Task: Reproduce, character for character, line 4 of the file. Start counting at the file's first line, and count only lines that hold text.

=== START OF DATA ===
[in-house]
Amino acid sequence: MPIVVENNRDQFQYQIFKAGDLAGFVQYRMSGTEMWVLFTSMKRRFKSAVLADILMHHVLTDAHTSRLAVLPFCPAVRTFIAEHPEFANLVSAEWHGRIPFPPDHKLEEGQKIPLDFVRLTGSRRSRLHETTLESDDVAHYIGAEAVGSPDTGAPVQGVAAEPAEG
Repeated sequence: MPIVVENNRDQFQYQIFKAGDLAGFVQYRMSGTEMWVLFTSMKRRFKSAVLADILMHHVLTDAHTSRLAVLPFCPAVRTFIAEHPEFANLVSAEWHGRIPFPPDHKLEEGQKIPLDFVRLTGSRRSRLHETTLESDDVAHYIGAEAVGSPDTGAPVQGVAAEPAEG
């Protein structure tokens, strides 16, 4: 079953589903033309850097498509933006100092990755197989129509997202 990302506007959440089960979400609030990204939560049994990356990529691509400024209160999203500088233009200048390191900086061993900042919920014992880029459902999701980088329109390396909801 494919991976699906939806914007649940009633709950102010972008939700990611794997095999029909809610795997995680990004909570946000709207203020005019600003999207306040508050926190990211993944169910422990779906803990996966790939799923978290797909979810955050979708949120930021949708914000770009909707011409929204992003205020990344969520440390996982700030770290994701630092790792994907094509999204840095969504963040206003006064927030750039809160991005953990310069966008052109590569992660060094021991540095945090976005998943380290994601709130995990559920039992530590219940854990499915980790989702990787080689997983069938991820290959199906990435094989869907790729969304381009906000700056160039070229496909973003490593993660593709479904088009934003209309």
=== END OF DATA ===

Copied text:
């Protein structure tokens, strides 16, 4: 079953589903033309850097498509933006100092990755197989129509997202 990302506007959440089960979400609030990204939560049994990356990529691509400024209160999203500088233009200048390191900086061993900042919920014992880029459902999701980088329109390396909801 494919991976699906939806914007649940009633709950102010972008939700990611794997095999029909809610795997995680990004909570946000709207203020005019600003999207306040508050926190990211993944169910422990779906803990996966790939799923978290797909979810955050979708949120930021949708914000770009909707011409929204992003205020990344969520440390996982700030770290994701630092790792994907094509999204840095969504963040206003006064927030750039809160991005953990310069966008052109590569992660060094021991540095945090976005998943380290994601709130995990559920039992530590219940854990499915980790989702990787080689997983069938991820290959199906990435094989869907790729969304381009906000700056160039070229496909973003490593993660593709479904088009934003209309």